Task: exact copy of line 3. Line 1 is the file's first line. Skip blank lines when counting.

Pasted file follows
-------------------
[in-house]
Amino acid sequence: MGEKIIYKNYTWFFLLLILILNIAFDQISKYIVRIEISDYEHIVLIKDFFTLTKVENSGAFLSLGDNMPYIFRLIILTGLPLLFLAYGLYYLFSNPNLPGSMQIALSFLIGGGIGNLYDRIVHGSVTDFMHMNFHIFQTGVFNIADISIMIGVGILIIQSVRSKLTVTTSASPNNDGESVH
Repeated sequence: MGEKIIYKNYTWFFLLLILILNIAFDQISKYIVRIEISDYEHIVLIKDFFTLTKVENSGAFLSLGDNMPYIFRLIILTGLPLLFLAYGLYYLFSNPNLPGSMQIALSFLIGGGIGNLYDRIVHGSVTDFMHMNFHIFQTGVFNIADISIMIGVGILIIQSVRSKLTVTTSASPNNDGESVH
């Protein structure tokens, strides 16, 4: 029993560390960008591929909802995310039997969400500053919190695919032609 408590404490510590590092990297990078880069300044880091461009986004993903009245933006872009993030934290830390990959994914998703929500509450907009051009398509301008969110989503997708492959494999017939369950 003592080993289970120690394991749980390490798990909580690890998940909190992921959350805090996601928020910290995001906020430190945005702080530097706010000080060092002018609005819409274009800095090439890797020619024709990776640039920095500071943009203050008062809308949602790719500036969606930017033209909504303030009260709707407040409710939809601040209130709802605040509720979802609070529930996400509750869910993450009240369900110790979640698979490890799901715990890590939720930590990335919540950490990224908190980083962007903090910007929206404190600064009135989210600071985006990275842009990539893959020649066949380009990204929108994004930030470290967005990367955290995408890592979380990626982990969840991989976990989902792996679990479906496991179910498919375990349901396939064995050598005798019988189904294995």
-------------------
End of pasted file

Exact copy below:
Repeated sequence: MGEKIIYKNYTWFFLLLILILNIAFDQISKYIVRIEISDYEHIVLIKDFFTLTKVENSGAFLSLGDNMPYIFRLIILTGLPLLFLAYGLYYLFSNPNLPGSMQIALSFLIGGGIGNLYDRIVHGSVTDFMHMNFHIFQTGVFNIADISIMIGVGILIIQSVRSKLTVTTSASPNNDGESVH